Stower’s humor is zingy and broad here. He doesn’t hold back on the visual jokes or on Lily’s reactions to the actually sedate little cat. Children will immediately get the humor of mistaken identity and will pay close attention to spot the tiger on the pages where Lily can’t seem to see him. The ending is completely satisfying, particularly because Lily continues to be oblivious to what is actually happening around her and readers will be surprised by a full view of the truth as well.
The art tells much of the story here with the narrative almost entirely from Lily’s perspective. The tiger can be spotted right before each disaster and right afterwards too. The illustrations are energetic and filled with action and the entire book reads like a cartoon episode.
Funny and a great read aloud, this book is sure to keep attention focused and kids giggling. Appropriate for ages 3-5.
Reviewed from copy received from Orchard Books.
Mr. Tiger Goes Wild by Peter Brown
Mr. Tiger was bored with the proper life he was living. Filled with tea and stilted conversation each day, he longed to get wild. Then one day, he does just that by starting to walk on four legs instead of two. He felt better immediately. And each day, got wilder yet: roaring, casing people, bounding across rooftops. Then he took it one more step and left his clothes behind. The other disapproved and sent him off to live in the wilderness unless he could change back and act properly. So Mr. Tiger headed off. The wilderness was glorious and Mr. Tiger went completely wild. However, he also missed the people he left behind in town. When he headed back to society though, he found that he’d had quite an impact without even knowing it.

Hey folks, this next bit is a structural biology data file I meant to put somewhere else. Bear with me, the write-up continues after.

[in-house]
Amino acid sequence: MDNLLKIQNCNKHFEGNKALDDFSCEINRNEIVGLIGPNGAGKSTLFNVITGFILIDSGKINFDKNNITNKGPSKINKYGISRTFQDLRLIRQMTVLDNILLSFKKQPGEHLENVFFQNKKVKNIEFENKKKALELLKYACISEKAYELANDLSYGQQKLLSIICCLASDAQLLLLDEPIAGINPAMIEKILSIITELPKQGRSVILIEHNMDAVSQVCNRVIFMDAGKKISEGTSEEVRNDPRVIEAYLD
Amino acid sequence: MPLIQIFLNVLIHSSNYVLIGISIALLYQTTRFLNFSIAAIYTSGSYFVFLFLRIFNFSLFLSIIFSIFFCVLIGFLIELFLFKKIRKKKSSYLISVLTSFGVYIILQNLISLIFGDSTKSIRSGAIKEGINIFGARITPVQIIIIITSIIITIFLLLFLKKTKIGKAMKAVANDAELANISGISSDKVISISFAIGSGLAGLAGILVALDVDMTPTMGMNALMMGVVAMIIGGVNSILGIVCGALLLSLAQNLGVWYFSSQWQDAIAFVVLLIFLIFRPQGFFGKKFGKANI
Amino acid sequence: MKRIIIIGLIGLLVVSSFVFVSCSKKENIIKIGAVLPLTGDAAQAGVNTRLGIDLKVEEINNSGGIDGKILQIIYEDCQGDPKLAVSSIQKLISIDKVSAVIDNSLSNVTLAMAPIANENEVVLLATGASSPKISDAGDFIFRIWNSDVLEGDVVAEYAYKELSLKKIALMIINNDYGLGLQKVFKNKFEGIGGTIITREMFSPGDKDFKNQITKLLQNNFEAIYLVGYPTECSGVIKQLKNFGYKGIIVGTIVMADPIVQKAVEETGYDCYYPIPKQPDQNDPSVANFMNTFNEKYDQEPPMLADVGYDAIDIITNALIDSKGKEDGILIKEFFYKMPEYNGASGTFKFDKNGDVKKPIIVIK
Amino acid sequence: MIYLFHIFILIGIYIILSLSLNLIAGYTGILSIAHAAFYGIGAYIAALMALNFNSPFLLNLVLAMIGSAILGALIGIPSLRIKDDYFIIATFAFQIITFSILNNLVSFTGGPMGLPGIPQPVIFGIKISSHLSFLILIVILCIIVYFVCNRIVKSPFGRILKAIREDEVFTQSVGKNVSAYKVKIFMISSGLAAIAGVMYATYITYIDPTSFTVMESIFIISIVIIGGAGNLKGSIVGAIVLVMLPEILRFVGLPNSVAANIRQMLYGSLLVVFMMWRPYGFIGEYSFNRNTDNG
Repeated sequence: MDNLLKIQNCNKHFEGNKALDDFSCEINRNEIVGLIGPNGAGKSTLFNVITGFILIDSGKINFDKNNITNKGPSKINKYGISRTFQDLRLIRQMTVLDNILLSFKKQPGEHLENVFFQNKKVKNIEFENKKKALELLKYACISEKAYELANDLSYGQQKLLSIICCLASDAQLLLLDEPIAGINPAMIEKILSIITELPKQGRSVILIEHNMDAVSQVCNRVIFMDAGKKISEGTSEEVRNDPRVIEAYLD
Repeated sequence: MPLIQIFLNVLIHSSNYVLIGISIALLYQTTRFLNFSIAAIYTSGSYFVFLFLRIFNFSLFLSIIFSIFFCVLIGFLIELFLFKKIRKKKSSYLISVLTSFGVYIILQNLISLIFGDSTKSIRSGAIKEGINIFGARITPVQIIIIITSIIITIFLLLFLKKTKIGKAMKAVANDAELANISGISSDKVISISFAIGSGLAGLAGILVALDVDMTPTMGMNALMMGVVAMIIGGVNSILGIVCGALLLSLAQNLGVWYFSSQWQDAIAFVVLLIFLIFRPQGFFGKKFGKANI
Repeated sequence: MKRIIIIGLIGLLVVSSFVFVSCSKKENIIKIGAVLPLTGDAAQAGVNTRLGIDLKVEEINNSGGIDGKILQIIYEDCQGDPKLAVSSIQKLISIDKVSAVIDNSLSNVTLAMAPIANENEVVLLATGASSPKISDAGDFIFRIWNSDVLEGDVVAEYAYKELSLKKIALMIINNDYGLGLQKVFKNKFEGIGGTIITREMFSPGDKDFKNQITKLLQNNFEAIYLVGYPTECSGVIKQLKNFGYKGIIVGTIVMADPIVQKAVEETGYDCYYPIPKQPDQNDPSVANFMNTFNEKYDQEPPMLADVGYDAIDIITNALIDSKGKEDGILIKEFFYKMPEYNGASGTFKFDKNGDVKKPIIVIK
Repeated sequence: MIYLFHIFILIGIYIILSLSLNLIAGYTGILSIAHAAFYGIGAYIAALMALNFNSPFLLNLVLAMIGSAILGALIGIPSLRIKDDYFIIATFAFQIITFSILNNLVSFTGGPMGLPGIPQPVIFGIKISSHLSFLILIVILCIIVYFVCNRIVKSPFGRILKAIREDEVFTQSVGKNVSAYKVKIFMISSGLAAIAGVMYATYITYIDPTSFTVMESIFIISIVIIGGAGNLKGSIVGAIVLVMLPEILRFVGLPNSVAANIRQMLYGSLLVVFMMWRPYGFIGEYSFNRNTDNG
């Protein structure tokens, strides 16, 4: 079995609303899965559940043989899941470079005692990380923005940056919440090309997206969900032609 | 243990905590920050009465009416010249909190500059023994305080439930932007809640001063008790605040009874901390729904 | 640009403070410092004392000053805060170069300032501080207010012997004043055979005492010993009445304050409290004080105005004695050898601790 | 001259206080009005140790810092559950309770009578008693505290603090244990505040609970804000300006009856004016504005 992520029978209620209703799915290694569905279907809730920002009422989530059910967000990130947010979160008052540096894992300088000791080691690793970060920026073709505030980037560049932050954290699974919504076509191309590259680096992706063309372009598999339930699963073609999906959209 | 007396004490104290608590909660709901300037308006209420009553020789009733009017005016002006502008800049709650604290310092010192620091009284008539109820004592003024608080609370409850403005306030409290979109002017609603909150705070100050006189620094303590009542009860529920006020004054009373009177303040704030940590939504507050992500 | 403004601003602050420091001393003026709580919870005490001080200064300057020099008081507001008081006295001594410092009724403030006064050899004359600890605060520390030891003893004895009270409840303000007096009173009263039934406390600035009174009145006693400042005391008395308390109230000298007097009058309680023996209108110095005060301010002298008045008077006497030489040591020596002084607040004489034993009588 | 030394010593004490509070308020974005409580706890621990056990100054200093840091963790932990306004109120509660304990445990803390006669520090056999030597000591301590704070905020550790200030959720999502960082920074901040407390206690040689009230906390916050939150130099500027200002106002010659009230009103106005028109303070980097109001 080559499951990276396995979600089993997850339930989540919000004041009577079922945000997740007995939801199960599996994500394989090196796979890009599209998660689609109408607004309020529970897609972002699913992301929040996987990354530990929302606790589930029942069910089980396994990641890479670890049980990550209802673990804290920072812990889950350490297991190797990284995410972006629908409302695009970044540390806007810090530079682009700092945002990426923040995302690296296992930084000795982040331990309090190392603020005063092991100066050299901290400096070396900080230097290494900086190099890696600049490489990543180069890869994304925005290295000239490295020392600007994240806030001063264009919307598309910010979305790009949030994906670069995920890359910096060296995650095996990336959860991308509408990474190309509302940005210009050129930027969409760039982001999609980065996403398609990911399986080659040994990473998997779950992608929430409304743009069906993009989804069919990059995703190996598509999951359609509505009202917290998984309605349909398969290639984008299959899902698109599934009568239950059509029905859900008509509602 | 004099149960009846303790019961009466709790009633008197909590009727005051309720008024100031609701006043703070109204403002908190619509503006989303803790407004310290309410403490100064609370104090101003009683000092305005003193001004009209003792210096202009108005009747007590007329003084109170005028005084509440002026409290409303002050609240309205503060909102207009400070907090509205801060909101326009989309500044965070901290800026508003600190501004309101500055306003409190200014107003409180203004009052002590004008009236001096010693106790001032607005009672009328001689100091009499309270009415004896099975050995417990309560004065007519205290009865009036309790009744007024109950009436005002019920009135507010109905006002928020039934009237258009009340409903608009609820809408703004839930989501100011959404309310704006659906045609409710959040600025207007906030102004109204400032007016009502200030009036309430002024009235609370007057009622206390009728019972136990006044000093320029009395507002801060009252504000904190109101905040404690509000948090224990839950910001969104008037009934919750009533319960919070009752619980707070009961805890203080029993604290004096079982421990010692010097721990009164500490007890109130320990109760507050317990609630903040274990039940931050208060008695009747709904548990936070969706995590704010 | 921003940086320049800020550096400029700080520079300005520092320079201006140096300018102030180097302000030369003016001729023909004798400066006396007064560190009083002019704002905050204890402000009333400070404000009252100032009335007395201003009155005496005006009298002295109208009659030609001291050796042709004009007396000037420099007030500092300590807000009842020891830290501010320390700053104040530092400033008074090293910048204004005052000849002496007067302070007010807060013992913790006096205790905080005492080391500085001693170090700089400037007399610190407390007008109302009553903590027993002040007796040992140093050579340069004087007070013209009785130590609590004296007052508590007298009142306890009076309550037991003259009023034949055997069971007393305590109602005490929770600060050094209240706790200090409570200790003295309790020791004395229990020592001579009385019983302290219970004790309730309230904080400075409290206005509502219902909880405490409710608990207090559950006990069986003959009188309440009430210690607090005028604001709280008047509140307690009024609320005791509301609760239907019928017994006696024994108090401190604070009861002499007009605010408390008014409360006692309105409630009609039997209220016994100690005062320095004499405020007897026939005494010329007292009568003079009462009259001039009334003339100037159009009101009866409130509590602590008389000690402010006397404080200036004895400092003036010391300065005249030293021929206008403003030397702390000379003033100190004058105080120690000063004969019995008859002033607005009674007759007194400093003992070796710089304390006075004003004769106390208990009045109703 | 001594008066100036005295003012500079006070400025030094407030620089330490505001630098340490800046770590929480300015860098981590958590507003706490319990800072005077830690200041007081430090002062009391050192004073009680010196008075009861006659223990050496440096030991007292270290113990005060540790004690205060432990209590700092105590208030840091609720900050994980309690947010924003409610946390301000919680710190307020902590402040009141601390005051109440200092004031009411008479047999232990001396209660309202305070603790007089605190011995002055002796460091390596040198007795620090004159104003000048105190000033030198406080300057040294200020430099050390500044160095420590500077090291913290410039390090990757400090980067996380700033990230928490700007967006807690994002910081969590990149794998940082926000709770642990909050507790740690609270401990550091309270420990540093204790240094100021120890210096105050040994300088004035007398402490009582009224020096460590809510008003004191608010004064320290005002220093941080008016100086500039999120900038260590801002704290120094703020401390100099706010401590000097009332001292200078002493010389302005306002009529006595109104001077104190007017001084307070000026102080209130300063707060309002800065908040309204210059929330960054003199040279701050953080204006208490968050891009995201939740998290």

This is a stellar picture book. Brown tells a story that all children can relate to, that of being too wild and too loud and not acting appropriately. The storytelling is exemplary with perfect pacing and plenty of humor. That story is well-matched with the bright and bold illustrations. From the get-go the orange of Mr. Tiger pops from the page, particularly when everything else is dirty sepia toned. There are glorious moments, including the one where Mr. Tiger is wearing no clothes at all.
This picture book is a welcome antidote to books on manners. After all, we all need more wild in our lives. Appropriate for ages 3-5.
Reviewed from library copy.
Tiger in My Soup by Kashmira Sheth, illustrated by Jeffery Ebbeler
When a boy is left in the care of his big sister, all he wants her to do is read his book to him. But she’s too busy reading her own book. He tries to read his book on his own, but it isn’t the same. She just keeps ignoring him until he asks for lunch. Then she heats up some soup and gives him a bowl. That’s when the action starts and a tiger comes out of the soup. The boy battles him, stabbing him with a spoon and chasing him around the kitchen. His sister continues to read, ignoring all of the ruckus. It isn’t until the tiger is chased back into the soup that she agrees to read the book to him. But wait, this book has a final toothy surprise.
Sheth has created a loving older sister who is just too caught up in her own book to have any time to spend with her younger brother. It makes me very happy to see two siblings arguing over which book to read right then. I also enjoyed the boy trying to read to himself, turning the book this way and that and even trying with his eyes closed. Throughout the book there is a wonderful sense of playfulness.
Ebbeler’s illustrations are just as playful. He plays with perspective especially in the outdoor scenes. Then when the tiger arrives, he is wonderfully real, his fur stands on end, his claws threaten and his teeth gleam. The action scenes are rivetingly fun, the escapades daring.